Harry Crosby was the godson of J. P. Morgan and a friend of Ernest Hemingway. Living in Paris in the twenties and directing the Black Sun Press, which published James Joyce among others, Crosby was at the center of the wild life of the lost generation. Drugs, drink, sex, gambling, the deliberate derangement of the senses in the pursuit of transcendent revelation: these were Crosby's pastimes until 1929, when he shot his girlfriend, the recent bride of another man, and then himself. Black Sun is novelist and master biographer Geoffrey Wolff's subtle and striking picture of a man who killed himself to make his life a work of art.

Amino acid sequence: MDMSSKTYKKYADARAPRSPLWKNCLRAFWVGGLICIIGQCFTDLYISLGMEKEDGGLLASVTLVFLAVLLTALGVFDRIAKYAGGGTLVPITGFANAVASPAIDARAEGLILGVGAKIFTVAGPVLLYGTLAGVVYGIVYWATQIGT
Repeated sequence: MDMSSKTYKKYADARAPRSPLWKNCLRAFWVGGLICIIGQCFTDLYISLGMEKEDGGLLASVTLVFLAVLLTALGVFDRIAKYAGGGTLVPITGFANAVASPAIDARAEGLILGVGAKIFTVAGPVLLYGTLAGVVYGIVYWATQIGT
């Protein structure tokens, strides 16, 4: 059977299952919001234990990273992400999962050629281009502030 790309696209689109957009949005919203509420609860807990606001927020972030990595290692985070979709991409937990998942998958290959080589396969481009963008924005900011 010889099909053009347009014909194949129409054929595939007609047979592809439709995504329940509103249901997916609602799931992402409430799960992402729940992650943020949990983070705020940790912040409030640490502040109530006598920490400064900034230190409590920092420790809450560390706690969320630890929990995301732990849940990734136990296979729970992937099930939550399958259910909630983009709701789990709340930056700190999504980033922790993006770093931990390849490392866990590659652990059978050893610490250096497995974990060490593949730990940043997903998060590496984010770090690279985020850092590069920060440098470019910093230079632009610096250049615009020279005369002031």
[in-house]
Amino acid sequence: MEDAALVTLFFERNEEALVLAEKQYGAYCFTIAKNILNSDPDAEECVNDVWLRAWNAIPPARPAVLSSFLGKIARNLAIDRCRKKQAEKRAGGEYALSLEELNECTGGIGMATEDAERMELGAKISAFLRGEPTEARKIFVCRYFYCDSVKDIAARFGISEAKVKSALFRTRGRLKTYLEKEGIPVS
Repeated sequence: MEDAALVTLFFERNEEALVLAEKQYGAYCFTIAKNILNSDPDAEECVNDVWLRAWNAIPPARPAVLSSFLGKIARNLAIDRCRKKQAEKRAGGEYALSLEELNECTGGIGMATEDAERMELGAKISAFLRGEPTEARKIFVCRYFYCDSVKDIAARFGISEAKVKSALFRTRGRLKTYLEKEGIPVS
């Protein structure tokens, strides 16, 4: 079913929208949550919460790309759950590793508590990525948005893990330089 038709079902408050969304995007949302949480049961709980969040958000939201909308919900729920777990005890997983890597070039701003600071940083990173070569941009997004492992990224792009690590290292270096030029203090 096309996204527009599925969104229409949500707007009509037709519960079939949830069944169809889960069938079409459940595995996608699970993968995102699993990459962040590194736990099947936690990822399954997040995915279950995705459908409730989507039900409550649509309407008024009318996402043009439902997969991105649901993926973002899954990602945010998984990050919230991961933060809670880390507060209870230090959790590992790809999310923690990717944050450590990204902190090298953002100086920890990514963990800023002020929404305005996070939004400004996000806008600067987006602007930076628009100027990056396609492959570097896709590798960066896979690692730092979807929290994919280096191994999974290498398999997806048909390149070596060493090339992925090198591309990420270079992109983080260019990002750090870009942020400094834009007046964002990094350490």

"… As an object of worship the sun is various and slippery, and in his rush toward a coherent system of belief and symbolic representation, Harry confused unity with totality, so that he attempted to absorb within his belief every aspect and atom of the sun that man in his wisdom or silliness had ever found cause to venerate. The sun – all-seeing eye, blinding light, source of life, killer of Icarus and Phaethon, masculine principle, creative principle, godhead and the eye of the godhead – is at once more comprehensive and a paradigm of ambiguity. To use its mythology and manifestations as material for literature or belief was to be drawn irrevocably into the sun’s orbit, for the only way Harry could reconcile the paradoxes inherent in the sun was to worship it in toto. So he did, bringing to his worship a hotchpotch of Christian faith in an afterlife and pagan rituals, adding to his stew every scrap he could find left over from the Aztecs or Pharaohs, the Greeks or Romans, Goethe or D. H. Lawrence, Rimbaud or the tarot pack."